Kevin:  Terrible. Van Halen got signed a couple of years prior and we thought maybe we were going to be the next ones, but we weren't. We were the only hard rock band, pretty much, in town at that time. Motley Crue had just got started, so they were pretty much coming out to the clubs. We had been out there as Quiet Riot for a number of years. A lot of bands like that Knack.

FIB MUSIC:  Do you remember the band London?

Kevin:  I remembered them....they were just awful....oh God.....I mean, nice guy, Lizzie Grey, but the worst guitar sound of all-time. I remember he could peel wallpaper it was so treble-y and bad. He's a really nice guy and he's still hanging out there....God Bless him.....I don't know how he earns a living after all these years. The drummer Dana ran into him about two years ago.....I knew all the guys.....I mean, they had Nigel Benjamin from Mott the Hoople and I was a big fan of Mott. They were never very good. Nikki stumbled onto a real good thing with Motley Crue image-wise. Because Motley Crue started in the image of London, which was very pop.....really pop.....and then Nikki realized that wasn't going to be the thing that was going to crack it for them.

FIB MUSIC:  Well, Nikki also borrowed some things from....

Kevin:  Blackie (Lawless). Absolutely. But he took a much darker, evil hard rock thing as opposed to the REAL light pop thing of London, because it was REAL pop. It was trying to be a mix between the Rasberries and the New York Dolls and musically, really light.

FIB MUSIC:  So you guys are pretty much the first hard rock band on the scene?

Kevin:  Well, Quiet Riot predated London by years. London was around about the same time as Dubrow. But remember Nikki Sixx auditioned for Quiet Riot, when Kelly left in '77.

FIB MUSIC:  You're kidding.

Kevin:  No. We predated these bands by at least four or five years. Long years, let me tell you. (laughs)

FIB MUSIC:  Was Nikki any good at that time?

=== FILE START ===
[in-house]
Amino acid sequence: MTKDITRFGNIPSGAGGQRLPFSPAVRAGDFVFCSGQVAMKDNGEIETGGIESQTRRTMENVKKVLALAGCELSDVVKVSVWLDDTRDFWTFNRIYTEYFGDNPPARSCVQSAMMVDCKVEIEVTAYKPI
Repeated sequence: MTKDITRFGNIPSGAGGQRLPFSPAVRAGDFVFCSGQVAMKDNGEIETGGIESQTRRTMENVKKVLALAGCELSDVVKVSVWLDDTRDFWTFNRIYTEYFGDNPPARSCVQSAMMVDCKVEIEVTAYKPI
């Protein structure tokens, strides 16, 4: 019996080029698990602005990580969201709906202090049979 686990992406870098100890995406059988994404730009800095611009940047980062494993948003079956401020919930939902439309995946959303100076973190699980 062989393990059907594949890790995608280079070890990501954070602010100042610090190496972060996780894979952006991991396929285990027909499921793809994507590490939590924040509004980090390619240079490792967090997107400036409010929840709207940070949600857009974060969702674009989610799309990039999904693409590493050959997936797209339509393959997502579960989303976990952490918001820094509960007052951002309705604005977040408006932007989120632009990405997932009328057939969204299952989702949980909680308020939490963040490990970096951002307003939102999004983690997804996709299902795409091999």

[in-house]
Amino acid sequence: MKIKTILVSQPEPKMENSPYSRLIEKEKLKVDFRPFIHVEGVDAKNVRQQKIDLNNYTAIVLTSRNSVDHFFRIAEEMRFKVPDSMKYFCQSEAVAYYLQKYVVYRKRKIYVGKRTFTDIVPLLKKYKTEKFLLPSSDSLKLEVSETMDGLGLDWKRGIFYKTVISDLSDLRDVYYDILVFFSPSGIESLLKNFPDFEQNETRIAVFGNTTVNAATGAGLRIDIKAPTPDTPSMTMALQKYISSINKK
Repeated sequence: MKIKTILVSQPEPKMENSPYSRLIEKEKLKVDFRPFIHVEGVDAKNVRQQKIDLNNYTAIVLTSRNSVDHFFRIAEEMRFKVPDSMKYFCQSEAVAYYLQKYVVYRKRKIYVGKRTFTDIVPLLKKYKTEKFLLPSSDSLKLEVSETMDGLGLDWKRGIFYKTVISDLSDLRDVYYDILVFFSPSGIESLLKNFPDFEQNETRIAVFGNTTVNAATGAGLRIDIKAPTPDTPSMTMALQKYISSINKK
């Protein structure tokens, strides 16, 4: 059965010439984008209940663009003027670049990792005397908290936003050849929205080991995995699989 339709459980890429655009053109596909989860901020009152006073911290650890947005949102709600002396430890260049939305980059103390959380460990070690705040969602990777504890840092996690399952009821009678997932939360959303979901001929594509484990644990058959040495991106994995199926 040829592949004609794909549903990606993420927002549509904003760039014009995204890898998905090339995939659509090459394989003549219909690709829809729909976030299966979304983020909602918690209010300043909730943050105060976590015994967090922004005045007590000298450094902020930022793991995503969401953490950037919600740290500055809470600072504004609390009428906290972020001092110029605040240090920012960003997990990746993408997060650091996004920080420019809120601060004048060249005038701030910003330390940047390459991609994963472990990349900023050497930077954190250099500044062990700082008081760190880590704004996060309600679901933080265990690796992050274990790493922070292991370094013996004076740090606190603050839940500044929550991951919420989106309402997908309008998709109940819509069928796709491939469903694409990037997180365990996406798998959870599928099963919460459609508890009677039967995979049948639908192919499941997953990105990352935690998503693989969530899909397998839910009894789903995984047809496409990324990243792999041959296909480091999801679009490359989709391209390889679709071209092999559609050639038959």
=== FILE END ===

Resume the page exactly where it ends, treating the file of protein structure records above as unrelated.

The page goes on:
Kevin:  No. He didn't know the names of the notes. Yeah, so Randy couldn't sit there and teach him how to play bass and we really liked him as a person, but he just didn't know how to play the instrument...that's not an insult, it's just a fact. I mean, in 1977 he did not know the instrument.

FIB MUSIC:  But he actually sat down and jammed with you and Randy?

Kevin:  Not really. We said the song is in the key of F and he said, "where's F?". So we couldn't get as far as jamming, to be honest with you.

FIB MUSIC:  Speaking of other bass players, we have done a 3 part interview with Rik Fox, who also has some history with you, right?

Kevin:  He auditioned for Quiet Riot himself.

FIB MUSIC:  Now he seemed to think that he had the gig.

Kevin:  That's what his problem was, he thought he had the gig, without even playing a note. Then he started to have issues with the terms of his deal, before he had even played a note with us. We said, "you're way blowing it, because you haven't even played a note yet". He started to take too many liberties, to the point where we were.......we were not in the mood after what we had just gone through with Sarzo for the fifth time. We were not in the mood to hear it and we said, "you know what, take a walk". Another nice guy, but we didn't want to hear it, we didn't want to negotiate a deal, when the guy hadn't even played a note yet.

FIB MUSIC:  I think Rik had mentioned that he thought he had the gig, but was instructed to keep it quiet and somehow it got leaked.

Kevin:  Ohhhh yeah. That must be what it was. He didn't have the gig yet and he let it leak out.

FIB MUSIC:  At what point was that? Was it after Condition Critical?

Kevin:  Yes it was. It was between Condition Critical and QR III, before we got Chuck Wright.

FIB MUSIC:  So why didn't you just go back to Chuck Wright in the first place?

Kevin:  If I remember correctly, he was with Giuffria, so it wasn't as simple as that. But he got to the point where he hated Greg Giuffria, so at the time it was easy to get him out of the band. Remember Giuffria had a hit single and we had a tour of South America and we needed somebody. Rik Fox's name was in it and so was a kid named, Chelle Benner, who did the tour, another kid who was talented, but completely in over his head. I mean, the one thing about Frankie and I is....if you don't have your wits about you, we will eat you for lunch. One thing about our guitar player Alex Grossi....we have basically hazed this kid. This kid has put up with more shit from these two old guys and he still comes through. We have eaten a lot of guys and spit them out....we have no patience.

FIB MUSIC:  Why did Kelly Garni leave the band?

Kevin:  He had an alcohol issue and him and Randy got in a fight about me and then there were some guns involved, I wasn't there, but he had to go (laughs). He was going to kill somebody. Either me or Randy. But now we are really good friends, he's actually the guy who takes care of my house when I go out on tour. The new Quiet Riot promo photo was photographed by Kelly. We played in Las Vegas three weeks ago and I picked him out of the audience and mentioned he was there.